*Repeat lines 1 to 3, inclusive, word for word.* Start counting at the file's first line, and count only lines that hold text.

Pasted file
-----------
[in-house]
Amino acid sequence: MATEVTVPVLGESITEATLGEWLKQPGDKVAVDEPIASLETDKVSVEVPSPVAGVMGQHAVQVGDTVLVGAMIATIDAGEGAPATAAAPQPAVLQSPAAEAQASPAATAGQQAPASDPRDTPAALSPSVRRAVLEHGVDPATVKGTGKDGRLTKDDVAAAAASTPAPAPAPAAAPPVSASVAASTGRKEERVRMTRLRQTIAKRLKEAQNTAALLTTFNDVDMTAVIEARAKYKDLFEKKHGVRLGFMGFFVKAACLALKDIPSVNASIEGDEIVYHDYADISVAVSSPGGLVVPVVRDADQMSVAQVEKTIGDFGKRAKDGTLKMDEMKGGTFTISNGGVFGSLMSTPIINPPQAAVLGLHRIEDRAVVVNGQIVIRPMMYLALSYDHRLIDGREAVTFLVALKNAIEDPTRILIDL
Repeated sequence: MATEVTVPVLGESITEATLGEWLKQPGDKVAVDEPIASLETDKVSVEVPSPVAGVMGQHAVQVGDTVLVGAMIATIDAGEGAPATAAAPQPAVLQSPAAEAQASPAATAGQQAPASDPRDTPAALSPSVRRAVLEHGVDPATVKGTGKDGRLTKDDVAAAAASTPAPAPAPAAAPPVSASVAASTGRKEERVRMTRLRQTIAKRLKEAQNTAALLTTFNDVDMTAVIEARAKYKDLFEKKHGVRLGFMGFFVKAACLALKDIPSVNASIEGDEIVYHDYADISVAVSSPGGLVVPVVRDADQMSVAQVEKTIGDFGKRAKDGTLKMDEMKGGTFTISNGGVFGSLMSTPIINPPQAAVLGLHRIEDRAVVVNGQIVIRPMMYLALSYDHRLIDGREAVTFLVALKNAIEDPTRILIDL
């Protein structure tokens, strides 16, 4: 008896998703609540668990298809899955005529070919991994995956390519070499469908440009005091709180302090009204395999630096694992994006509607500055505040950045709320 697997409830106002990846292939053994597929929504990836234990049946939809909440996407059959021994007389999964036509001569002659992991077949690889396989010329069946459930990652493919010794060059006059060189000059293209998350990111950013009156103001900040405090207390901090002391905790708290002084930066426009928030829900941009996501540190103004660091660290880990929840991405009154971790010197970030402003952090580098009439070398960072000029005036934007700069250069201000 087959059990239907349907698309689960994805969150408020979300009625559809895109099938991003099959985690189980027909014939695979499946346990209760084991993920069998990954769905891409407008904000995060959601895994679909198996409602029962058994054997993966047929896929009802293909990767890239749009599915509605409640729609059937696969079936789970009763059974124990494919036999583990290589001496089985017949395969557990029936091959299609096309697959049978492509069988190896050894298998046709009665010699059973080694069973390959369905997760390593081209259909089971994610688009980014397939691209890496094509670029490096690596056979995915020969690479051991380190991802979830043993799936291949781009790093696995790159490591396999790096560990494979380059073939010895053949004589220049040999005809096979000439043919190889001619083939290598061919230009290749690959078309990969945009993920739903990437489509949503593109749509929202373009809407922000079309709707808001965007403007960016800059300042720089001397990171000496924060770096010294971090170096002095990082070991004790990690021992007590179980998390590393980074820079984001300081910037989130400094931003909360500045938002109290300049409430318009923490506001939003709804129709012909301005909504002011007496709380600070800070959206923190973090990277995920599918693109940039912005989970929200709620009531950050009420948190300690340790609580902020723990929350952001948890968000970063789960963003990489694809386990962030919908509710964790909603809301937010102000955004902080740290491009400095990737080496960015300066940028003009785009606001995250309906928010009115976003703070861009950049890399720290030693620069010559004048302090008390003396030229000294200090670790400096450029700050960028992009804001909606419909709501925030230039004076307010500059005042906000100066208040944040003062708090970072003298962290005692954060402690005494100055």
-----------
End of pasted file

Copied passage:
[in-house]
Amino acid sequence: MATEVTVPVLGESITEATLGEWLKQPGDKVAVDEPIASLETDKVSVEVPSPVAGVMGQHAVQVGDTVLVGAMIATIDAGEGAPATAAAPQPAVLQSPAAEAQASPAATAGQQAPASDPRDTPAALSPSVRRAVLEHGVDPATVKGTGKDGRLTKDDVAAAAASTPAPAPAPAAAPPVSASVAASTGRKEERVRMTRLRQTIAKRLKEAQNTAALLTTFNDVDMTAVIEARAKYKDLFEKKHGVRLGFMGFFVKAACLALKDIPSVNASIEGDEIVYHDYADISVAVSSPGGLVVPVVRDADQMSVAQVEKTIGDFGKRAKDGTLKMDEMKGGTFTISNGGVFGSLMSTPIINPPQAAVLGLHRIEDRAVVVNGQIVIRPMMYLALSYDHRLIDGREAVTFLVALKNAIEDPTRILIDL
Repeated sequence: MATEVTVPVLGESITEATLGEWLKQPGDKVAVDEPIASLETDKVSVEVPSPVAGVMGQHAVQVGDTVLVGAMIATIDAGEGAPATAAAPQPAVLQSPAAEAQASPAATAGQQAPASDPRDTPAALSPSVRRAVLEHGVDPATVKGTGKDGRLTKDDVAAAAASTPAPAPAPAAAPPVSASVAASTGRKEERVRMTRLRQTIAKRLKEAQNTAALLTTFNDVDMTAVIEARAKYKDLFEKKHGVRLGFMGFFVKAACLALKDIPSVNASIEGDEIVYHDYADISVAVSSPGGLVVPVVRDADQMSVAQVEKTIGDFGKRAKDGTLKMDEMKGGTFTISNGGVFGSLMSTPIINPPQAAVLGLHRIEDRAVVVNGQIVIRPMMYLALSYDHRLIDGREAVTFLVALKNAIEDPTRILIDL